The Fox Trap't - a Georgian theatrical experience at Holy Trinity, Goodramgate, York

Holy Trinity Church, York, North Yorkshire
3rd August 2024
1545 for a 1600 start
Free (donations welcome)

A rehearsed reading of the most Georgian piece of theatre as written by one of our parishioners from the 1700s

It does not get more Georgian than this...

Join us for a rehearsed reading of an extract from Joseph Peterson’s comedy, The Raree Show or The Fox Trap't first performed in York in 1739.

Living in the parish of Holy Trinity,  Goodramgate, Joseph Peterson was a member of Thomas Keregan’s troop of comedians. The Opera was, as he tells us, ‘the first efforts of an inexperienced undertaker’. It tells the tale of unfortunate lovers and their misplaced love.  After a short presentation about Joseph’s fascinating life and unfortunate death, we will step back in time and hear his words ringing out in York once again.

Although described as an “Opera” on its title piece, there is no singing here. This 18th-century entertainment was not 'opera' as we know it today but comic dialogue with lyrics set to popular tunes of the day. In this case, we no longer even know the tunes so, on this occasion, the performance will be entirely spoken.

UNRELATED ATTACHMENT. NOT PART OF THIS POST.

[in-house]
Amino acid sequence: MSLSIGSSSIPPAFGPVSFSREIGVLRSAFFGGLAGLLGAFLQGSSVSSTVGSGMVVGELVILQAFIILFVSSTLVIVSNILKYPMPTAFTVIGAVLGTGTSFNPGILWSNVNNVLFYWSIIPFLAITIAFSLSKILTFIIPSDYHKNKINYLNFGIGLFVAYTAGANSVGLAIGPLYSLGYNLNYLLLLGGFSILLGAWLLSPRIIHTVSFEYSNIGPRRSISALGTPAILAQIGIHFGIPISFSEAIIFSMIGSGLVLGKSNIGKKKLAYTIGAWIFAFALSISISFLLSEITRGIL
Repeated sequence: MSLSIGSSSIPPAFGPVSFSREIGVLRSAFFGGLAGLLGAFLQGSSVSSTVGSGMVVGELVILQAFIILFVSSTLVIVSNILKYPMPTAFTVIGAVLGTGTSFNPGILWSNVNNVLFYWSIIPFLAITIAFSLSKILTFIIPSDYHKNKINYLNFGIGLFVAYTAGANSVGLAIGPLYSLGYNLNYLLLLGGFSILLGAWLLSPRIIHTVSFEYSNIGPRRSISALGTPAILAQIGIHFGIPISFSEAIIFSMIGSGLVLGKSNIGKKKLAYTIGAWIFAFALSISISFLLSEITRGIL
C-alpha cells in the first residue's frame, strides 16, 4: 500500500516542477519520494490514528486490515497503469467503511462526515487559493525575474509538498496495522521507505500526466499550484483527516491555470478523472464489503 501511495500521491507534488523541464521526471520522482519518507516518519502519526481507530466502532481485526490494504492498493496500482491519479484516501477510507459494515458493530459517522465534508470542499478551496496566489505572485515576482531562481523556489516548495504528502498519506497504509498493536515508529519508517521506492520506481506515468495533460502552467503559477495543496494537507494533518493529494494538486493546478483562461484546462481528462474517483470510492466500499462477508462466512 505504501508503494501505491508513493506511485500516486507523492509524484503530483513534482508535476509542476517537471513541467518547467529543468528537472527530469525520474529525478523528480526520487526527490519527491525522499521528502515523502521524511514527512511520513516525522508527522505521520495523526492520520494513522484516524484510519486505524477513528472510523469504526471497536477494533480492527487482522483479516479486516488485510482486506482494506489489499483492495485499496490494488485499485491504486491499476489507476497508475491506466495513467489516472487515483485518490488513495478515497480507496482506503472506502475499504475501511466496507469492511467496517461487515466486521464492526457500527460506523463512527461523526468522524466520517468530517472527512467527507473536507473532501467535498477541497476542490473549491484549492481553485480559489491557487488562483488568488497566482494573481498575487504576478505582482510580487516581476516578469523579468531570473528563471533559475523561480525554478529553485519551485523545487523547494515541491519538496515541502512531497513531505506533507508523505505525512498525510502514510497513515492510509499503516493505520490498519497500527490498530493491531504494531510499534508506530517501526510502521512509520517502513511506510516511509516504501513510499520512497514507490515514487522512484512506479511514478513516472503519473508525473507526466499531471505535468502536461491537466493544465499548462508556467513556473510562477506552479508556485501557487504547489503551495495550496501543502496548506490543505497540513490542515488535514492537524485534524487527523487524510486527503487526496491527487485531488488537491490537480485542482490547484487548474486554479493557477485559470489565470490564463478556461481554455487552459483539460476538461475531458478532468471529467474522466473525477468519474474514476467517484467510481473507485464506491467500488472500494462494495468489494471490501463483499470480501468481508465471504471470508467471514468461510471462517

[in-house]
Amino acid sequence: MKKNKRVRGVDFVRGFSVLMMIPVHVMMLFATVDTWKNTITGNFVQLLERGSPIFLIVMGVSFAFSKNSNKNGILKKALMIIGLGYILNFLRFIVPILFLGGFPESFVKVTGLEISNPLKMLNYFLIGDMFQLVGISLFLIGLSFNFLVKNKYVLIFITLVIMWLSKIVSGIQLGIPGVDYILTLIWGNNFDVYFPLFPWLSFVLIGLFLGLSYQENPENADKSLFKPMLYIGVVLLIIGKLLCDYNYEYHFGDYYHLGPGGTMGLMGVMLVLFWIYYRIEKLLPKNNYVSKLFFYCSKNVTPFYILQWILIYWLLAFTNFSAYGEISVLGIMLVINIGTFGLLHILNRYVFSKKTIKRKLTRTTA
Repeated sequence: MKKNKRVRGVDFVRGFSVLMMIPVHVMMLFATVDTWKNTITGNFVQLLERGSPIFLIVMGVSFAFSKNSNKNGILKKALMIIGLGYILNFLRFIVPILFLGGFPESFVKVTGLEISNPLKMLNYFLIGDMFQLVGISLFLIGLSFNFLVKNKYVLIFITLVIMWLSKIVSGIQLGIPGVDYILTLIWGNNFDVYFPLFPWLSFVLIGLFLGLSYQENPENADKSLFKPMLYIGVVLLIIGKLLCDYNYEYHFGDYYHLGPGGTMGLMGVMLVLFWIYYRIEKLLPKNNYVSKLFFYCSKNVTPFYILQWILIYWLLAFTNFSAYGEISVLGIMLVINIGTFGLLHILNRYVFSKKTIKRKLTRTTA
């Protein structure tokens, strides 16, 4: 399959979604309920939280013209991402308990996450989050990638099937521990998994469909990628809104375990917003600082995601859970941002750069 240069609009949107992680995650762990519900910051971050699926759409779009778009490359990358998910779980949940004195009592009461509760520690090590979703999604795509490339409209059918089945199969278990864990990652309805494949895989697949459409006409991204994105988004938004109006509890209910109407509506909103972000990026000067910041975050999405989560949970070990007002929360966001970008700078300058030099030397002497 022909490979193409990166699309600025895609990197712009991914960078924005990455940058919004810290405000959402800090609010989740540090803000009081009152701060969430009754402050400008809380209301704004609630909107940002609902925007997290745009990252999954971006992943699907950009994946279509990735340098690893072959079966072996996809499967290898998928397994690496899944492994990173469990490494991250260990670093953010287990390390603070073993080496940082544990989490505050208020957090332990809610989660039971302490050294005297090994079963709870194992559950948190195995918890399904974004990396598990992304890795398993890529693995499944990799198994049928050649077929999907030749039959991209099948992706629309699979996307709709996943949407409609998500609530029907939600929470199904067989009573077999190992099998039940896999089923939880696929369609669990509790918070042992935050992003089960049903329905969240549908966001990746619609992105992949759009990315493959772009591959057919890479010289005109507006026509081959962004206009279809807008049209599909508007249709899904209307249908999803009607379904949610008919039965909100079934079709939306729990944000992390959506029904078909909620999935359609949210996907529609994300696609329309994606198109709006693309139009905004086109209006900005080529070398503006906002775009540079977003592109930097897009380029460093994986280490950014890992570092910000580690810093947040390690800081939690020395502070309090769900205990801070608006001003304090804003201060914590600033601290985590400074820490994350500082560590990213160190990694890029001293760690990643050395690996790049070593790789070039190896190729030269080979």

Joseph’s introduction,  shown below, begs the support of the people of York. Our volunteers and supporters who are putting on this performance crave the same indulgence.

Book your ticket here:

Tickets are free but donations on the day will be welcomed. Once the online tickets are booked up, please email [email protected] with any request for additional tickets and other queries.

To the Gentleman and Ladies of York.


Gentleman and ladies! The repeated favours I have received from you, and the great goodness you have been pleased to extend to me; have prompted me to the presumption of offering the following trifle for your perusal. I am very sensible, there is nothing in it can claim the least pretence to merit: but as it is the first effort of an unexperienced undertaker, and contains nothing, I imagine, that can be offensive to morality, or good manners; I humbly hope for your indulgence: and beg leave to assure you, my principal care shall always be, in my station, to behave so, as not to forfeit a continuance of the honour you have done towards,


Gentlemen and Ladies,


your most obedient, and most humble servant,


Joseph Peterson

Gemma Murray

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